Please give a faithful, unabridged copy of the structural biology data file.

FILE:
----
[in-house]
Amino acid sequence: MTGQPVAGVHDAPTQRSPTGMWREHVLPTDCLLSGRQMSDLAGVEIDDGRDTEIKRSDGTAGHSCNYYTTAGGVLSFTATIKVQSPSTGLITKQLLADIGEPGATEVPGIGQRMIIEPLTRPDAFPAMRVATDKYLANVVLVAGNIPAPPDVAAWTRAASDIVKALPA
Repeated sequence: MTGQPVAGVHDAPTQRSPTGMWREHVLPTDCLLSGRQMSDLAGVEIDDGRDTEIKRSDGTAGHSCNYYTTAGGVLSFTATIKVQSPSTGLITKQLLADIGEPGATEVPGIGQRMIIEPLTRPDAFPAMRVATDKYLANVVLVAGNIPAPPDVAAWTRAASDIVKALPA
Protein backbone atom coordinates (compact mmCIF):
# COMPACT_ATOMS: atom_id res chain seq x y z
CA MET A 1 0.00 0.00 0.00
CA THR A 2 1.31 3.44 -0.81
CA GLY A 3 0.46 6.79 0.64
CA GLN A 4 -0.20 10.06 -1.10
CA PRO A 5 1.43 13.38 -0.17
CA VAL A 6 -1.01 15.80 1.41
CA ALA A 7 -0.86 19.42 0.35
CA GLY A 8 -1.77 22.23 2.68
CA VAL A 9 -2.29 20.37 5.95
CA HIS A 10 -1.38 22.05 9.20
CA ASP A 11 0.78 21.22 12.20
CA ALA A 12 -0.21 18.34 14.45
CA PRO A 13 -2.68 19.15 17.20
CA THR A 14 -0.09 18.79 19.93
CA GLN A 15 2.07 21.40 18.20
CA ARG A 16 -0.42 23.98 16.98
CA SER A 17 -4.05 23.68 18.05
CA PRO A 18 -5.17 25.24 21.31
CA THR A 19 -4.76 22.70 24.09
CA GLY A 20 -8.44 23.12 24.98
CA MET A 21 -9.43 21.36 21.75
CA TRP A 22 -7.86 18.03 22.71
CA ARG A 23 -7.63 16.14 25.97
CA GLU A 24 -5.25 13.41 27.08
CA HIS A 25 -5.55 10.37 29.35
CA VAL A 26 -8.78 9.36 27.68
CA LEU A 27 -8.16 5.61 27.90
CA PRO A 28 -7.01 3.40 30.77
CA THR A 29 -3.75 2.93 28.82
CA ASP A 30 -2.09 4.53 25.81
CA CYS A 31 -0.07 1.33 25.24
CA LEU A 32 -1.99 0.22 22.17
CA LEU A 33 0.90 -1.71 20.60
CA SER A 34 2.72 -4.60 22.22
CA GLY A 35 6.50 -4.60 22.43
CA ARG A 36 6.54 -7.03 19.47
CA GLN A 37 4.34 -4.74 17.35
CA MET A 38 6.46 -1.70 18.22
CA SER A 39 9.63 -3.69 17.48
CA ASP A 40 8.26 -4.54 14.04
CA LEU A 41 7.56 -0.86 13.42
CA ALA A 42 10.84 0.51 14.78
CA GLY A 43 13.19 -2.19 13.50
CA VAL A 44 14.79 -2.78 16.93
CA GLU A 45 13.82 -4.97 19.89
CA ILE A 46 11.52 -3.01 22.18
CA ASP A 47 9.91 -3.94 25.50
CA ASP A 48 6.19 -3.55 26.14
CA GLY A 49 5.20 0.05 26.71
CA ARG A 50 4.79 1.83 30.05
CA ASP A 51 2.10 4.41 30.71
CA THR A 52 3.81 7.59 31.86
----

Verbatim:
[in-house]
Amino acid sequence: MTGQPVAGVHDAPTQRSPTGMWREHVLPTDCLLSGRQMSDLAGVEIDDGRDTEIKRSDGTAGHSCNYYTTAGGVLSFTATIKVQSPSTGLITKQLLADIGEPGATEVPGIGQRMIIEPLTRPDAFPAMRVATDKYLANVVLVAGNIPAPPDVAAWTRAASDIVKALPA
Repeated sequence: MTGQPVAGVHDAPTQRSPTGMWREHVLPTDCLLSGRQMSDLAGVEIDDGRDTEIKRSDGTAGHSCNYYTTAGGVLSFTATIKVQSPSTGLITKQLLADIGEPGATEVPGIGQRMIIEPLTRPDAFPAMRVATDKYLANVVLVAGNIPAPPDVAAWTRAASDIVKALPA
Protein backbone atom coordinates (compact mmCIF):
# COMPACT_ATOMS: atom_id res chain seq x y z
CA MET A 1 0.00 0.00 0.00
CA THR A 2 1.31 3.44 -0.81
CA GLY A 3 0.46 6.79 0.64
CA GLN A 4 -0.20 10.06 -1.10
CA PRO A 5 1.43 13.38 -0.17
CA VAL A 6 -1.01 15.80 1.41
CA ALA A 7 -0.86 19.42 0.35
CA GLY A 8 -1.77 22.23 2.68
CA VAL A 9 -2.29 20.37 5.95
CA HIS A 10 -1.38 22.05 9.20
CA ASP A 11 0.78 21.22 12.20
CA ALA A 12 -0.21 18.34 14.45
CA PRO A 13 -2.68 19.15 17.20
CA THR A 14 -0.09 18.79 19.93
CA GLN A 15 2.07 21.40 18.20
CA ARG A 16 -0.42 23.98 16.98
CA SER A 17 -4.05 23.68 18.05
CA PRO A 18 -5.17 25.24 21.31
CA THR A 19 -4.76 22.70 24.09
CA GLY A 20 -8.44 23.12 24.98
CA MET A 21 -9.43 21.36 21.75
CA TRP A 22 -7.86 18.03 22.71
CA ARG A 23 -7.63 16.14 25.97
CA GLU A 24 -5.25 13.41 27.08
CA HIS A 25 -5.55 10.37 29.35
CA VAL A 26 -8.78 9.36 27.68
CA LEU A 27 -8.16 5.61 27.90
CA PRO A 28 -7.01 3.40 30.77
CA THR A 29 -3.75 2.93 28.82
CA ASP A 30 -2.09 4.53 25.81
CA CYS A 31 -0.07 1.33 25.24
CA LEU A 32 -1.99 0.22 22.17
CA LEU A 33 0.90 -1.71 20.60
CA SER A 34 2.72 -4.60 22.22
CA GLY A 35 6.50 -4.60 22.43
CA ARG A 36 6.54 -7.03 19.47
CA GLN A 37 4.34 -4.74 17.35
CA MET A 38 6.46 -1.70 18.22
CA SER A 39 9.63 -3.69 17.48
CA ASP A 40 8.26 -4.54 14.04
CA LEU A 41 7.56 -0.86 13.42
CA ALA A 42 10.84 0.51 14.78
CA GLY A 43 13.19 -2.19 13.50
CA VAL A 44 14.79 -2.78 16.93
CA GLU A 45 13.82 -4.97 19.89
CA ILE A 46 11.52 -3.01 22.18
CA ASP A 47 9.91 -3.94 25.50
CA ASP A 48 6.19 -3.55 26.14
CA GLY A 49 5.20 0.05 26.71
CA ARG A 50 4.79 1.83 30.05
CA ASP A 51 2.10 4.41 30.71
CA THR A 52 3.81 7.59 31.86